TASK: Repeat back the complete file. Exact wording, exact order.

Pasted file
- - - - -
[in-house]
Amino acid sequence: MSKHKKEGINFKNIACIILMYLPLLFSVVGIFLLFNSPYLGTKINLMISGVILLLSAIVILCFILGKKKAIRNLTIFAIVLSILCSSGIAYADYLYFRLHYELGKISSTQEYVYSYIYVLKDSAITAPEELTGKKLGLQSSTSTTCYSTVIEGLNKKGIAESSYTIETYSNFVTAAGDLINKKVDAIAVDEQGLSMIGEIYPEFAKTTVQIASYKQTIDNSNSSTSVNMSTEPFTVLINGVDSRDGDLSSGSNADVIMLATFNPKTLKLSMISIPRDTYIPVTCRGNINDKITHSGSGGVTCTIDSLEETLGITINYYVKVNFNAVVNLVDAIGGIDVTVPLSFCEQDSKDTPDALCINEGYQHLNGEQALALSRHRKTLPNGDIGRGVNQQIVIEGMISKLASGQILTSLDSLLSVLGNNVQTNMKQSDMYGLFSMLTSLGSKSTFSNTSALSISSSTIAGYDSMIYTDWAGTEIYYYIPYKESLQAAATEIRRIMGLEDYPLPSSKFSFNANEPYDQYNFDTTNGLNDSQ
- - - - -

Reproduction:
[in-house]
Amino acid sequence: MSKHKKEGINFKNIACIILMYLPLLFSVVGIFLLFNSPYLGTKINLMISGVILLLSAIVILCFILGKKKAIRNLTIFAIVLSILCSSGIAYADYLYFRLHYELGKISSTQEYVYSYIYVLKDSAITAPEELTGKKLGLQSSTSTTCYSTVIEGLNKKGIAESSYTIETYSNFVTAAGDLINKKVDAIAVDEQGLSMIGEIYPEFAKTTVQIASYKQTIDNSNSSTSVNMSTEPFTVLINGVDSRDGDLSSGSNADVIMLATFNPKTLKLSMISIPRDTYIPVTCRGNINDKITHSGSGGVTCTIDSLEETLGITINYYVKVNFNAVVNLVDAIGGIDVTVPLSFCEQDSKDTPDALCINEGYQHLNGEQALALSRHRKTLPNGDIGRGVNQQIVIEGMISKLASGQILTSLDSLLSVLGNNVQTNMKQSDMYGLFSMLTSLGSKSTFSNTSALSISSSTIAGYDSMIYTDWAGTEIYYYIPYKESLQAAATEIRRIMGLEDYPLPSSKFSFNANEPYDQYNFDTTNGLNDSQ